Sorry if I sound cold, by I feel no sympathy for Metro. They wasted money time and time again and you want me to feel sad for you? Next time, use the money wisely and use the investments to put profits and revenues a priority before feel good issues.

  3. Terrible! The house should be ashamed. There are more cars on the road every day and congestion will keep getting worse. We need mass transit, because LA is on the brink to becoming a “true” world class city. I believe Metro really needs to show the people how it is spending its money and gain the confidence of the people in LA and in the house. I only pray that the house realizes that cars are not the future. I mean, we give big oil many subsides that no one complains about that. The Crenshaw line will one day be LA’s most important line for foreseeable future. New adults, like myself, don’t want to own a car. I rather live near transit.

  4. The House introduce the low budget. The Senate comes in with the higher budget.Hopefully, the bill can be passed before the elections. Otherwise, it appears the GOP may control both houses for the next two years.

  5. With 26 floors of employees, most of which are not in transportation, I’m sure more cuts can be made. Using the money saved perhaps those left will allow more bus service to be provided. Although most of if not all of the former LACTC anti bus service thinking hopefully is gone it’s all to apparent many of their replacements promote the same philosophy. In the early 1980’s a temporary sales tax of one half percent was passed which allowed the RTD to reduce fares from 85 cents to 50 cents. With the increase of rider ship the RTD put more buses on the street. More rider ship meant the LACTC had to allocate more money to the RTD. The LACTC demanded the RTD pull the additional buses off the street or lose all their subsidy’s. With the merger in the early 1990’s this philosophy became part of the MTA’s SOP. Non transportation executives have been brought in over the years that have made outrages statements and decisions. The initial TAP program almost became a total failure, not a partial one, because the person in charge had no idea of the amount of DAY PASS’s sold each day. Bus Operators were originally a source to purchase a TAP CARD. The problem was the Bus Operators no matter which line they worked were only to be issued 20 TAP CARDS for their entire shift. As a Bus Operator in the early 1980’s I would sell 40 plus transfers each trip or a total of about 100 each day.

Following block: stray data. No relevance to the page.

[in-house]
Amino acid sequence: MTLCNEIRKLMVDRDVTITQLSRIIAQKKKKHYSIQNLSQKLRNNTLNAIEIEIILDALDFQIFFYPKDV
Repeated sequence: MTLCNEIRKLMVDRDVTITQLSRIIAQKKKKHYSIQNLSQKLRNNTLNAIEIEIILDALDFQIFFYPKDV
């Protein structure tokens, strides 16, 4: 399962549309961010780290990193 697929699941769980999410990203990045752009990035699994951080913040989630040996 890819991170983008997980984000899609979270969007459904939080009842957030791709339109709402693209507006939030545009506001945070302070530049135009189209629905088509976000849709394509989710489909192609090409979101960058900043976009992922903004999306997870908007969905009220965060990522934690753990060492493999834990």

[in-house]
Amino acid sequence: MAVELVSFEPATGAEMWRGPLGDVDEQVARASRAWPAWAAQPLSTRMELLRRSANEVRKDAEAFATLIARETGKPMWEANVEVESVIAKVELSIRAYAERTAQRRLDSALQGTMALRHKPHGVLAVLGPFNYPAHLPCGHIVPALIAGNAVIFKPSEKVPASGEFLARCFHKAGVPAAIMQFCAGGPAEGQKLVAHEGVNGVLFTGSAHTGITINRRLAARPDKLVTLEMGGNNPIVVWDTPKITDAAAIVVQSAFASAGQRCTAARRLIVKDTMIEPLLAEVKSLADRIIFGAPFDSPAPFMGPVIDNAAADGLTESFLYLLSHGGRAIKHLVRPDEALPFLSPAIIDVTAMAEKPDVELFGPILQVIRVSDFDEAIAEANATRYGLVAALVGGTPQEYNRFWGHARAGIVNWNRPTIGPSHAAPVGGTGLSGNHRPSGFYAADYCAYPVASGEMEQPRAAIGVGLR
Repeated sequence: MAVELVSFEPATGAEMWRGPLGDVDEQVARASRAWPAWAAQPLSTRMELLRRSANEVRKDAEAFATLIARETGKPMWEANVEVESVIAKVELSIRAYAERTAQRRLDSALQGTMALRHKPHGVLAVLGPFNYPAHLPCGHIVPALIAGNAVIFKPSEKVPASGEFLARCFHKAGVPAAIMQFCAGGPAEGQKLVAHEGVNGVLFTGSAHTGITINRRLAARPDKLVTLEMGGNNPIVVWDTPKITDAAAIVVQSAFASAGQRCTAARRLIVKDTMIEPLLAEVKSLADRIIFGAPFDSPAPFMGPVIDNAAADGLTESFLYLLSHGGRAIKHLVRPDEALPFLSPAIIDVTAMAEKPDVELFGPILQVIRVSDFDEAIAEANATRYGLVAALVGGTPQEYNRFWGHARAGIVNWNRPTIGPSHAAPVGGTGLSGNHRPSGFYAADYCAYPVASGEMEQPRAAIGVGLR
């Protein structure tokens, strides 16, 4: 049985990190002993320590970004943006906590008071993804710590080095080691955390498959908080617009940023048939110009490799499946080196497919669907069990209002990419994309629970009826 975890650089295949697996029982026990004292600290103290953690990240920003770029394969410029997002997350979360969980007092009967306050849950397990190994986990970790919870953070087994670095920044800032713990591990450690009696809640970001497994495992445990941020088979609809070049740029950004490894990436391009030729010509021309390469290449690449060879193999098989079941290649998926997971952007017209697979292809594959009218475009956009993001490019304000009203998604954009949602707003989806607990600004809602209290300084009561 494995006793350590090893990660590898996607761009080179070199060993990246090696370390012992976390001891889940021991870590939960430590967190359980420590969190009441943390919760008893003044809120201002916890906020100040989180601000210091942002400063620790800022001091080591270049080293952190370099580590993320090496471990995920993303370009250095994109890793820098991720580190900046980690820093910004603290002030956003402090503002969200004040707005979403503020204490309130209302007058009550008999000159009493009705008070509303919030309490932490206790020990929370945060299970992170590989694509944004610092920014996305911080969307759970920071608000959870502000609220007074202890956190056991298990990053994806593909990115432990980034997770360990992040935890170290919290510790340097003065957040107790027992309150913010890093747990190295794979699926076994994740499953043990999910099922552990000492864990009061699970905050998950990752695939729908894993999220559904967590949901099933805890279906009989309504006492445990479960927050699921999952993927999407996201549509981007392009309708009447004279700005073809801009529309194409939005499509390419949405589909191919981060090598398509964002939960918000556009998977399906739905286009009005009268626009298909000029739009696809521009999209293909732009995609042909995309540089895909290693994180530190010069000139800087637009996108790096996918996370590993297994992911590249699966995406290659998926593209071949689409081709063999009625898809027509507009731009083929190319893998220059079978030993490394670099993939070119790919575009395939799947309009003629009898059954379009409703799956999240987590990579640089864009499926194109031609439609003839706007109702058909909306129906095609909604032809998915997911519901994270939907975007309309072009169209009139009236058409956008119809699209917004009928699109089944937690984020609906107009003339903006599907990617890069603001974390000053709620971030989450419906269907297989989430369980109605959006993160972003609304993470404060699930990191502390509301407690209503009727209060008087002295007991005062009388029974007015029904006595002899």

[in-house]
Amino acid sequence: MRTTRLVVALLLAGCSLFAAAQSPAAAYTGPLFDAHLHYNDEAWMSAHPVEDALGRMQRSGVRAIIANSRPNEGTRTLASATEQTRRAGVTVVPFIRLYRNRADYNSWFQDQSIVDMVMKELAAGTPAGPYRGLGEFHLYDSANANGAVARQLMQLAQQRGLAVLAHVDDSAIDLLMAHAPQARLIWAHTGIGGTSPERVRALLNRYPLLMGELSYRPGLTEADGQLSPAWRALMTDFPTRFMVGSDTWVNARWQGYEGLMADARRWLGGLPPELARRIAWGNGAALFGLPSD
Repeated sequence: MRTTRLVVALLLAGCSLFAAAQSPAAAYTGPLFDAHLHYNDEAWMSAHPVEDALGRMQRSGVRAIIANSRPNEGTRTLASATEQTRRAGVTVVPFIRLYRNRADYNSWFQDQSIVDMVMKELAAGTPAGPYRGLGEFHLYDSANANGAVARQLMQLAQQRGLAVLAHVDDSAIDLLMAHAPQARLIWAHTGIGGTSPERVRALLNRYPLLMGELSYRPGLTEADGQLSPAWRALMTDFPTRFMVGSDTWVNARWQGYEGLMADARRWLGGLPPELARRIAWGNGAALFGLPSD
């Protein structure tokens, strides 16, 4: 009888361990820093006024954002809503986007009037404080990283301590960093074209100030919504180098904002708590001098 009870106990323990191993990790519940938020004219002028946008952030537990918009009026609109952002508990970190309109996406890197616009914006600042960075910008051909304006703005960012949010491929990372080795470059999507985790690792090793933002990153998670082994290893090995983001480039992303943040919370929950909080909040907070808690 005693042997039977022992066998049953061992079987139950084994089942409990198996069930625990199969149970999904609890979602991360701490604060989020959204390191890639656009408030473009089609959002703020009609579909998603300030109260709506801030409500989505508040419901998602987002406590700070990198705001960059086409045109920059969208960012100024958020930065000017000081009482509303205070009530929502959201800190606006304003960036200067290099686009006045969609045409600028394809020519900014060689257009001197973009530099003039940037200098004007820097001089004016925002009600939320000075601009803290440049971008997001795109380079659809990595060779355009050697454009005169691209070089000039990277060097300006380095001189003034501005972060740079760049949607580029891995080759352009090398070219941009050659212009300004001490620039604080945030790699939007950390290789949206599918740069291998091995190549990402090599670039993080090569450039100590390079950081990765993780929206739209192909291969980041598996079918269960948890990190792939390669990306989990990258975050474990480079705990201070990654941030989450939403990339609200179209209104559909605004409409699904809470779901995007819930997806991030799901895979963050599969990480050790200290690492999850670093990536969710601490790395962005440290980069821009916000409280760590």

This is just one glaring example of those running the MTA have no idea of what the reality of operating a transit system involves. There are those who have risen thru the ranks including Art Leahy. Some may think he is fairly new to the MTA but in fact he was terminated right after the merger along with many others from the RTD. Art started out as a RTD Bus Operator.

  6. This is what you get when you put a bunch of backwater, rural idiots in charge of the House of Representatives. It’s especially problematic because the Senate overrepresents rural areas, so there’s a chance they won’t push back as much as they should. Anyway, I suspect that this will end in some kind of continuing resolution, since the House is clearly not mature enough to pass a realistic budget itself.

    (Also, Paul C, you’re missing the point. They propose to continue heavily subsidizing highway projects while slashing transit funding. That’s not a free market, and it’s no wonder that transit has to be subsidized when cars are receiving massively more in handouts. There are dumb, white elephant transit projects – like most mixed-traffic streetcars – and there are dumb, white elephant highway projects like widening roads in rural areas that no-one really uses. If you want less of a federal role, at least do it )

  7. Good. Hopefully Metro will stop being a welfare recipient and actually start making their own money instead like the rest of the hard working people.

  8. And that’s supposed to come as a surprise to whom, given the people, and the agendas, currently dominating the House?